USC named military friendly school
By Megan Sexton, firstname.lastname@example.org, 803-777-1421
Sgt. First Class William Paige walks among the other students on the University of South Carolina campus, knowing he is right where he belongs.
After nine years as a full-time soldier, the 26-year-old Paige is now a full-time student. After one deployment to Iraq and two missions to Afghanistan, Paige is now navigating the brick walkways of the Carolina campus and finding his way to classroom buildings and the library. After three years as a drill instructor at Fort Jackson, he is now hunkering down with behavioral statistics and Spanish textbooks.
And he wouldn’t have it any other way.
“I joined the Army right after high school because I thought it would help me mature. It did. I had the opportunity to grow up and learn some things. Now I have the opportunity to bring that experience here to USC,” said Paige, a native of Detroit. “I don’t think I’d have that perspective if I didn’t do that.”
Unlike the past few years when he balanced his work as a Fort Jackson drill sergeant with his college courses, Paige no longer has the responsibilities of his Army job as he works toward his bachelor’s degree in psychology. He is taking advantage of the military’s “Green to Gold” program, which allows him to continue earning his regular pay as a soldier while he takes a full load of classes on his way to earning his college degree.
“It’s great how USC works to help the soldiers. I’ve taken classes on the Fort Jackson campus at night and at lunch time. If you’re a soldier and you can only come to class at night, that’s when they will have the class,” he said. “USC does everything it can to meet every need.”
That support has earned USC a place on the 2013 Military Friendly Schools list,which was released Monday (Sept. 17). The award honors the top 15 percent of colleges, universities and trade schools – 1,739 institutions -- that excel in the recruitment and retention of students with military experience. The list, compiled by Victory Media Inc., will be highlighted in the annual “G.I. Jobs Guide to Military Friendly Schools,” distributed in October. USC Sumter and USC Beaufort also are included on the list.
Scott Verzyl, USC’s associate vice president for enrollment management and executive director of admissions, said the university is proud and honored to be recognized as a military friendly school.
“The university is committed to serving our veterans on their way toward a college degree, and has a long history of support through programs as varied as ROTC, our Fort Jackson campus and the new Back to Carolina initiative offered through Palmetto Programs and Extended University,” Verzyl said. “An important part of our mission is to educate all the citizens of the Palmetto State, many of whom have military ties and experience. This military friendly designation symbolizes our commitment to bettering the lives of our veterans and a better South Carolina for all.”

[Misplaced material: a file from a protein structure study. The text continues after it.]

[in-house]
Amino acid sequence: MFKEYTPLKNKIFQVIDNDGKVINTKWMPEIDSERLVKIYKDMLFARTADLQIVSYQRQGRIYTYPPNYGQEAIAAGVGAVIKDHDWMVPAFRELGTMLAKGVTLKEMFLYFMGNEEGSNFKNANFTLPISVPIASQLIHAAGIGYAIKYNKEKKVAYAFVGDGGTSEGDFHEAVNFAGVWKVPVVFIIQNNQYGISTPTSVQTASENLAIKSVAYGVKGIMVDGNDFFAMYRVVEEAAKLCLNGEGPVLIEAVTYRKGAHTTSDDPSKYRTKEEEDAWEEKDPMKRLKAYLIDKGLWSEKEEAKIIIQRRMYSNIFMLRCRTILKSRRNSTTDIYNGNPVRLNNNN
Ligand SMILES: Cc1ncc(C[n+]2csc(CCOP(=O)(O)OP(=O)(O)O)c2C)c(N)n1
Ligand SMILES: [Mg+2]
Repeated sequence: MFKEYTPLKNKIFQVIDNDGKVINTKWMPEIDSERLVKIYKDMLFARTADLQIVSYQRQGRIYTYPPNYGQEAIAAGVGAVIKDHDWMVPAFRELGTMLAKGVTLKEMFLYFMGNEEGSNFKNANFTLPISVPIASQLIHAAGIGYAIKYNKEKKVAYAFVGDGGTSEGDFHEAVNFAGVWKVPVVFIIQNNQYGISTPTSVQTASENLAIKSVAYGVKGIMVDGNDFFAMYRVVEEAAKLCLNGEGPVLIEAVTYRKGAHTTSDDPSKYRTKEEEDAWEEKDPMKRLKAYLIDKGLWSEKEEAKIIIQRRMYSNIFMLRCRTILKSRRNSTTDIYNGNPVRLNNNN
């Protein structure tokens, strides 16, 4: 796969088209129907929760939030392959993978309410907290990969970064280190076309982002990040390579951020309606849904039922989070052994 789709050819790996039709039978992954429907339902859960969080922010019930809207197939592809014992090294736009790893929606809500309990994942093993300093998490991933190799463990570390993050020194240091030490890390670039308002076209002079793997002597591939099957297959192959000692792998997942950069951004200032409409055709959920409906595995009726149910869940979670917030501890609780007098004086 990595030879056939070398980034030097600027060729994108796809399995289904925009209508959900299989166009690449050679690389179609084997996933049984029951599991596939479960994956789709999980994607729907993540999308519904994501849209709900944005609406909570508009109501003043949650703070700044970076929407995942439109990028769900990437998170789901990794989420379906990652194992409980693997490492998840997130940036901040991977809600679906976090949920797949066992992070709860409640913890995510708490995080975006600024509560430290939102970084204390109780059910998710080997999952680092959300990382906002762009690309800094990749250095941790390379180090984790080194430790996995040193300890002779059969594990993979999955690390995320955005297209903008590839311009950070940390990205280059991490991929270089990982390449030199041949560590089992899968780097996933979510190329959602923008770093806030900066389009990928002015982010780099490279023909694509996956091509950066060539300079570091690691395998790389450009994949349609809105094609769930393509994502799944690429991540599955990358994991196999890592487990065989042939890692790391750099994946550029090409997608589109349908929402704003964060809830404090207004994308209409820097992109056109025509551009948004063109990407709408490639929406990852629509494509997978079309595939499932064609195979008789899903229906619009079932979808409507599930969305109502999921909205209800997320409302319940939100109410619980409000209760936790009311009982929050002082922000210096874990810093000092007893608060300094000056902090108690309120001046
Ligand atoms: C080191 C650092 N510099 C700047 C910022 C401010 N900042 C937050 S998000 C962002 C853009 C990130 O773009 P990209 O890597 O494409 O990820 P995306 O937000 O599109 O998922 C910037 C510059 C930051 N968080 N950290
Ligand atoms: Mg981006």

Active duty military, their family members and veterans often connect with USC at Carolina’s Fort Jackson campus. There, at the Army’s largest basic combat training center, classes and academic counseling are offered for students who want to pursue a college degree.
“We’re a ‘mini-campus’ that fills a need for our military students who are looking to expand, increase or start their educational career,” said Connie Vise, director of USC’s Fort Jackson Program. “We act as a liaison between the fort and the Columbia campus. This office shows that we want to provide our services to the military.”
The university is a member of Servicemembers Opportunity Colleges (SOC), meaning it pre-approves classes for transfer. That’s important for military members, who often are required to move to different cities in the middle of their college education. This program allows them to easily transfer credits to other colleges that are members of the consortium. USC also offers civilian college credit for approved military training courses, and offers in-state tuition and other discounts for active-duty military, reservists and National Guard members.
Carolina also has recently started a new student veterans organization on campus.
For students like Paige, the opportunity to combine military training and life as a college student is something he is thankful for each time he steps on campus.
“Appreciate what you’ve got. Some people don’t have running water or a nice place to sit without worrying about bombs going off,” he said. “Students need to appreciate the small things.”
He expects to graduate from Carolina in May 2014, and will pursue his commission as a second lieutenant. He then plans to return to the Army full time, planning to spend at least 10 years as an officer.
“Every time I walk around this campus I find some history. I’m glad I can get my education here and be part of USC’s history,” he said. “And maybe I’ll even make some history myself while I’m here.”
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